What if the stated goal is simply, “Kids need to be in school, period.” Considering the devastating costs of having children out of school last year, including dramatic and quantifiable learning loss in math and reading, this is a very reasonable and defensible goal. How might that then drive policy? Setting that goal would mean deploying more tools to keep children in school, like using rapid antigen tests and allowing kids who test negative to go to in-person class rather than mass quarantining hundreds or thousands of children who had close contact to people with the virus, as is happening now. Or, we accept that there will be more cases in children, recognizing that disease severity for a vast majority of kids is low.
Another hard question that is most likely also causing confusion and disagreement is how we define “severe” disease in children. Children can get Covid, but their death and hospitalization rates are much lower than for adults. The inflammatory syndrome MIS-C is rare. Long Covid has gained wide attention, but recent studies have shown that rates are low among children and not dissimilar to effects caused by other viral illnesses.
We’re not being cavalier by raising these points. Consider that in Britain the government doesn’t require masks for children in schools, and it’s not clear it will advise kids to get vaccinated, either. Britain has experts like we do, and they are looking at the same scientific data we are, they most assuredly care about children’s health the same way we do, and, yet, they have come to a different policy decision. Schools were prioritized over other activities and the risks of transmission without masks were considered acceptable.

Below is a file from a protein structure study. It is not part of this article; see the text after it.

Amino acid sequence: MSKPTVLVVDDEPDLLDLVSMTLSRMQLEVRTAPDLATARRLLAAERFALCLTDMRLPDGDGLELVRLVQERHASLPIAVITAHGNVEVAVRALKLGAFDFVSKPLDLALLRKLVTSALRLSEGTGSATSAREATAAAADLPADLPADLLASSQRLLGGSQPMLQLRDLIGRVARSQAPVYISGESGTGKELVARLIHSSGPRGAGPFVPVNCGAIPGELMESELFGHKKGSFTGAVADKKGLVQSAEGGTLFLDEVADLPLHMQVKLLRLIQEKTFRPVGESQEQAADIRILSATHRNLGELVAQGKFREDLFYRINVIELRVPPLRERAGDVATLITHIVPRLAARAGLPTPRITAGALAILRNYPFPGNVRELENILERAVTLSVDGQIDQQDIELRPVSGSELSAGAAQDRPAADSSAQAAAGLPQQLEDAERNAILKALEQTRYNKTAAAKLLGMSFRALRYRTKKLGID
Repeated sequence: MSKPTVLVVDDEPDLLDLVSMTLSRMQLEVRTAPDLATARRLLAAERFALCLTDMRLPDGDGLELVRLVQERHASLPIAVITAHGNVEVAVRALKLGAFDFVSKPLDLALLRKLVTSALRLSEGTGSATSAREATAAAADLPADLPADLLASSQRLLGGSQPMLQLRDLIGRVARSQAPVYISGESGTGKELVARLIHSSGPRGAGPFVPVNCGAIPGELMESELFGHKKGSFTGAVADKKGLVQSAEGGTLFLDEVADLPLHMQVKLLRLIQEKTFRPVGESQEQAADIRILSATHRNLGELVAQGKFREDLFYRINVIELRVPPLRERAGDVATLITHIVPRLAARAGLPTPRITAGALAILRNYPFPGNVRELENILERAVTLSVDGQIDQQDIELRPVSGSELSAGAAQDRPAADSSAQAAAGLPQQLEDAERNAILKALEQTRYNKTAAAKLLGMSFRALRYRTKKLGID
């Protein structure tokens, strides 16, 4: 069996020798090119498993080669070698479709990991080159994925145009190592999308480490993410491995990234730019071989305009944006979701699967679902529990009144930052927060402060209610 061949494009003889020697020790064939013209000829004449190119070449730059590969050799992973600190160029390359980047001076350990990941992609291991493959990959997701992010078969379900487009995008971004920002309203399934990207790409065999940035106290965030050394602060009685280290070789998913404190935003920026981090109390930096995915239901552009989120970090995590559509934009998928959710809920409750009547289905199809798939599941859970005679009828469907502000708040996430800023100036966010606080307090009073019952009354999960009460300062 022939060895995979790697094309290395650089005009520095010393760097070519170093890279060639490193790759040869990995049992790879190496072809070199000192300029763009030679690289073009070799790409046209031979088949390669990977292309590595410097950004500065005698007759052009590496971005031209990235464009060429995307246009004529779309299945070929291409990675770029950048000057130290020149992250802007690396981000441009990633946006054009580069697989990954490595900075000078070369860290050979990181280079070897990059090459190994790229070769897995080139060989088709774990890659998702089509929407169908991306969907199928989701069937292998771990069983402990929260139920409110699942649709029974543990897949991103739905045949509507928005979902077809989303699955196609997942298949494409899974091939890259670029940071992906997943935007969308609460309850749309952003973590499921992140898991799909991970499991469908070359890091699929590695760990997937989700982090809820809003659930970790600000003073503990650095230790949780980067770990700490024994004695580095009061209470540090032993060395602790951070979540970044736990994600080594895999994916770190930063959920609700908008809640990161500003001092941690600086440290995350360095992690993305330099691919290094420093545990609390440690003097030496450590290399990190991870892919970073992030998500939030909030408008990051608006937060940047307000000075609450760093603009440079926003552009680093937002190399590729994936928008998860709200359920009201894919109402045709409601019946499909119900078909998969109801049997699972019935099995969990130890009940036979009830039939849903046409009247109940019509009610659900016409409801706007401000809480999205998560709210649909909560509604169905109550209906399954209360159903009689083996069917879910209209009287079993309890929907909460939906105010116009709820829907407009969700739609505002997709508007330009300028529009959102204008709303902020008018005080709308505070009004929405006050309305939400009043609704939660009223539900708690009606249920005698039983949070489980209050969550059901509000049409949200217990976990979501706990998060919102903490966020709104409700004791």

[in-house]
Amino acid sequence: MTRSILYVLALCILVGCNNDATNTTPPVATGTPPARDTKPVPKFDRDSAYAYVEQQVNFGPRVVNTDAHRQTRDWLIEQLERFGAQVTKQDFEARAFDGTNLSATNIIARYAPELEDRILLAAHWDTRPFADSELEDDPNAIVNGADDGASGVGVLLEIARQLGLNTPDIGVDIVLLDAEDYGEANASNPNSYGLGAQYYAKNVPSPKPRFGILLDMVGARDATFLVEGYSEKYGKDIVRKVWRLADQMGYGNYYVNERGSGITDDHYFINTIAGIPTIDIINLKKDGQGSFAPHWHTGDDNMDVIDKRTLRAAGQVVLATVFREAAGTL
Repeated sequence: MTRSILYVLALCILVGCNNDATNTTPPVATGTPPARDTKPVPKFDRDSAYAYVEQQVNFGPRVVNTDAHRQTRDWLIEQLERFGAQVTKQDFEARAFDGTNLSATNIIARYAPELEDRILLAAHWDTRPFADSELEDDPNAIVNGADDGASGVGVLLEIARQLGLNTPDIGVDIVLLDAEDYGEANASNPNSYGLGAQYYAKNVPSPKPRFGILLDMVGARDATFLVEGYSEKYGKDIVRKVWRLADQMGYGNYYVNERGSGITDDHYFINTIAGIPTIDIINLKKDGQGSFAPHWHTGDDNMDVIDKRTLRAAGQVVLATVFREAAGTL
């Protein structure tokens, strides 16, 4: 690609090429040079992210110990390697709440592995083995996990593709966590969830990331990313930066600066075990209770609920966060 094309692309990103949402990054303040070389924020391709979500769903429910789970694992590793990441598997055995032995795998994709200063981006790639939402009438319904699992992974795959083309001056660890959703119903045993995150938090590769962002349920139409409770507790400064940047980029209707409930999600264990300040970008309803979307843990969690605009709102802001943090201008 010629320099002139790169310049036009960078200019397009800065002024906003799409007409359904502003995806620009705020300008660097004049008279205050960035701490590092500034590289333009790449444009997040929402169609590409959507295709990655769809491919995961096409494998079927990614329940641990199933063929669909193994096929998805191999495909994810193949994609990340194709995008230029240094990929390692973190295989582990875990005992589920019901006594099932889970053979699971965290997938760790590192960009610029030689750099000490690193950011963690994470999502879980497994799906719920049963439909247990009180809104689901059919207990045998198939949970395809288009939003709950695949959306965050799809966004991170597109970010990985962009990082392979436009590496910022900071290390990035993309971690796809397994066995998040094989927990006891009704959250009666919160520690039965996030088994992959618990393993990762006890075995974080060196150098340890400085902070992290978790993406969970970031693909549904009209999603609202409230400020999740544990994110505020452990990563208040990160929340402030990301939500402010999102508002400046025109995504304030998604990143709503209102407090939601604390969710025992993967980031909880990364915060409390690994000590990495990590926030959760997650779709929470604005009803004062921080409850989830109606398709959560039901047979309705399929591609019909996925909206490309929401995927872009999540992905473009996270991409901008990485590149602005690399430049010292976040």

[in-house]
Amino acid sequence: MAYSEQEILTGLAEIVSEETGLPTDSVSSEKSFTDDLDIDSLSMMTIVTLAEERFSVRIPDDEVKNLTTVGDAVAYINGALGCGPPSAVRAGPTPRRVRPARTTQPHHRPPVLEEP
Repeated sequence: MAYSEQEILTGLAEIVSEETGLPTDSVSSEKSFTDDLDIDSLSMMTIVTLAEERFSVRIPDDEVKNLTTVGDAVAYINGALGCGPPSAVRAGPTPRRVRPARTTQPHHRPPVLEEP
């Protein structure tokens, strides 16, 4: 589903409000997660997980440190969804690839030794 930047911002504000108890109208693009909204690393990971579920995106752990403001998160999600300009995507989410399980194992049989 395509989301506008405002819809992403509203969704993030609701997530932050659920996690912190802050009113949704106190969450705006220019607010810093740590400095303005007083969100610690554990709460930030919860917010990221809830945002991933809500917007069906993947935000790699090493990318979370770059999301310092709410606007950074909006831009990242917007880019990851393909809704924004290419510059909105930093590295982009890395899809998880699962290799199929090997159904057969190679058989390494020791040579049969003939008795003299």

This reveals the crux of the problem in the United States. It’s not just the C.D.C., but everyone — including us public health experts — who is not always connecting our advice or policy recommendations to clear goals. The conflict is not about masks or boosters, it’s about the often unstated objective and how a mask mandate or a “boosters for all” approach may or may not get us there.
We use schools as the example here, but much of the same applies to broader societal questions over mass gatherings, live entertainment and returning to offices. There are questions around how vaccinated people should live their lives if the vaccines reduce the likelihood of spread but don’t absolutely and completely prevent breakthrough infections and transmission, which was never going to be the case.
If the goal is zero spread, which we think is not realistic, then the country would need to keep many of the most restrictive measures in place — an approach that has serious public health consequences of its own. If the goal is to minimize severe disease, some states with high vaccination rates might already be there. Low-vaccination states would still have work to do before loosening restrictions. Treating the country as a whole just doesn’t make sense right now because of the widespread differences in vaccination rates.
The emergence of the Delta variant has, understandably, caused many Americans to step back and use caution. But the same questions will be there when we emerge from this Delta surge, whether in a few weeks or next spring. We shouldn’t let ourselves off the hook with “easy” decisions today. At some point, the country needs to have an honest conversation with itself about what our goals really are.